UC Berkeley News


The Cal Varsity - not yet the Golden Bears - had to beat USC to become state champions in 1915, the first year of American-style football at Berkeley. One month after losing to the Trojans in the first of their two tilts that season, Cal bounced back with a thrilling, 23-21 Thanksgiving Day victory, scoring a field goal in the closing minutes of the contest. Above, Cal's George Hicks (listed at 5'8" and 146 pounds) prepares to tackle USC's Len Livernash.

Bring us the head of Tommy Trojan
As Cal prepares to do high-stakes battle with USC, we're smelling like Roses and taking no prisoners

| 16 November 2006

Call us Oski.

For long-suffering Bear boosters, the Cal football squad's upset loss to Arizona last weekend was the equivalent of getting a leg chewed off by — well, by a Wildcat, actually. The details are unimportant. Pain is pain.

The team from Tucson rained cactus dust on our lovely, hard-earned cruise to the Rose Bowl. And we won't rest until we take our revenge on — well, on the University of Southern California, the nearest thing to a great white whale to be found in the Pac-10 conference.

 Cal vs. USC
The Golden Bears face USC this Saturday in Los Angeles. The game, scheduled for a 5 p.m. start, will be televised nationally on ABC, and can be heard on KGO-AM radio.

Except for hapless, guppy-like Stanford — whose 113th-ranked defense helped the Cardinal snap a season-long losing streak Saturday — only USC now stands between the Golden Bears and Pasadena. Whip the Trojans this week, win a Rose Bowl berth. Lose, and pack for Palookaville.

Sure, Ahab and the Pequod crew got their clocks cleaned by Moby Dick. But Ahab was arrogant and tyrannical, and pride goeth before a fall. For history buffs and those old enough to remember, Cal's last trip to the Rose Bowl was in 1959. Unless you're a Cubs fan, that's as humbling as it gets.

And, as lit majors will recall, Ahab never did get the hang of the spread offense. Advantage: Tedford.

So forgive us our conceits. Fair is fair, and vice versa. Was it fair when, in 2004, No. 1 USC got its joyride to the Orange Bowl, while the Rose-worthy 10-1 Bears — ranked fourth in both the AP and ESPN/USA polls — were unceremoniously detoured to, and defeated in, the Holiday Bowl?

Is it fair that a bum call on Saturday cost the Bears a critical interception and, arguably, the game itself — not to mention a shot at a national championship — while losses by other top-ranked teams put USC back on track for still another BCS title game?

And what about that Trojan horse? You call that fair?

So this isn't about fairness. It's about revenge. It's about reminding ourselves why the Golden Bears — and their blue-and-gold faithful — deserve a victory Saturday. And, of course, why the Trojans don't.

O.J. Simpson

John Wayne

 USC is best-known for two things, one of which is football. Its greatest gridiron star was O.J. Simpson, a running back who ran into trouble with the law after finding a seam into show biz. Berkeley has burnished its reputation with 20 (count 'em) Nobel laureates, including former Chancellor Glenn Seaborg, whose last name is an anagram of "Go Bears." (USC's first president, Marion M. Bovard, yields the anagram "Bravo dim Roman.")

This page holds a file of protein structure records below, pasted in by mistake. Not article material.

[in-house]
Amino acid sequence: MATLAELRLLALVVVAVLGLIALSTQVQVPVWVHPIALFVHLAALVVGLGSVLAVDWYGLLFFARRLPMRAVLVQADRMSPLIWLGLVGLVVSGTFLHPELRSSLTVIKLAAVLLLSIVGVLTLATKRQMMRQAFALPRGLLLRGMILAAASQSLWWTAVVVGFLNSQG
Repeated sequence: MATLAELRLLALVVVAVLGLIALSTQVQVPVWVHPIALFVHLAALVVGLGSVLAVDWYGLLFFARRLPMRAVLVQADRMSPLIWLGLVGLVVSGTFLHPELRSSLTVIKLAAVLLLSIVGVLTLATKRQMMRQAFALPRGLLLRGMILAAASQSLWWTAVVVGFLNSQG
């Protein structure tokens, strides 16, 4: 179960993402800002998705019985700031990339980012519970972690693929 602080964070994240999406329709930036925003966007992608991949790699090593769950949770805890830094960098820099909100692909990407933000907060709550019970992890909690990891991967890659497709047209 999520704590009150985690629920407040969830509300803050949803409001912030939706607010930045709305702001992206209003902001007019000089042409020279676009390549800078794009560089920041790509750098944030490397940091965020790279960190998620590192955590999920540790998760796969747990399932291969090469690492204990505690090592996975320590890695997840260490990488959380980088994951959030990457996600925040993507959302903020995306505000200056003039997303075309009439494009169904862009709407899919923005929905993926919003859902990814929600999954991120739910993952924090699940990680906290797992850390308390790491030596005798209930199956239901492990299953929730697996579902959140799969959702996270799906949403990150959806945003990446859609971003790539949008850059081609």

USC is equally renowned for its movie-star alums, the most famous of whom was Marion Morrison, who as John Wayne became a fervent cheerleader for the war in Vietnam. Gregory Peck, who graduated from Berkeley in 1939 and played the peg-legged captain in Hollywood's version of Moby Dick, was a vocal Vietnam critic. USC also produced Hugh Beaumont, the dad on the '50s sitcom Leave It to Beaver. Jerry Mathers, "the Beav" himself, graduated from Berkeley in 1974, not having died — contrary to near-ubiquitous rumor —  in the war glorified by the Duke in The Green Berets.


Segretti, Ziegler, Nixon: what's in the water down there, anyway?

 Speaking of nostalgia, who can forget those zany Watergate years? Not USC, surely, which lists among its alumni Ron Ziegler, erstwhile Disneyland Jungle Boat tour guide and White House press secretary under Richard Nixon; Donald Segretti, Nixon's dirty-tricks maestro; and Thelma Ryan, aka former First Lady Pat Nixon. In a more contemporary vein, there's neocon military-policy adviser Richard Perle, a leading advocate of the 2003 Iraq invasion, who earned his bachelor's from USC in 1964.

 Famous writers, USC: Leo Buscaglia, Michael Landon, George Lucas. Famous writers, Berkeley: Robert Penn Warren, Joan Didion, Maxine Hong Kingston, Pauline Kael, Greil Marcus.

Judge Wapner

 Most famous law-school graduate, USC: Joseph Wapner, judge of The People's Court, 1981-93. Most famous law-school graduate, Berkeley: Earl Warren, chief justice of the U.S. Supreme Court, 1953-69.

 Most recognizable political figures, USC: James "Focus on the Family" Dobson, Mary Bono, Lynn Swan. Most recognizable political figures, Berkeley: Ron Dellums, Barbara Lee, Jerry Brown.

James Dobson

 Recent randomly selected academic event, USC: "The Skinny on Designer Jeans," a discussion of "image management" with designer and model Paige Adams-Geller. Recent randomly selected academic event, Berkeley: early wake-up call from Stockholm for George Smoot, winner of the 2006 Nobel Prize in Physics.

 Cherished landmark, USC: Tommy Trojan, a life-size bronze statue known formally as the Trojan Shrine. Cherished landmark, Berkeley: the Campanile.

The list goes on. Granted, a fairer, more even-handed comparison might produce a somewhat different analysis of the two schools' strengths and weaknesses — USC gave the world Lionel Hampton and Marilyn Horne, we gave it William Hung — but this is no time for fairness. Revenge, like white whale, is a dish best served cold (and, ideally, with Champagne).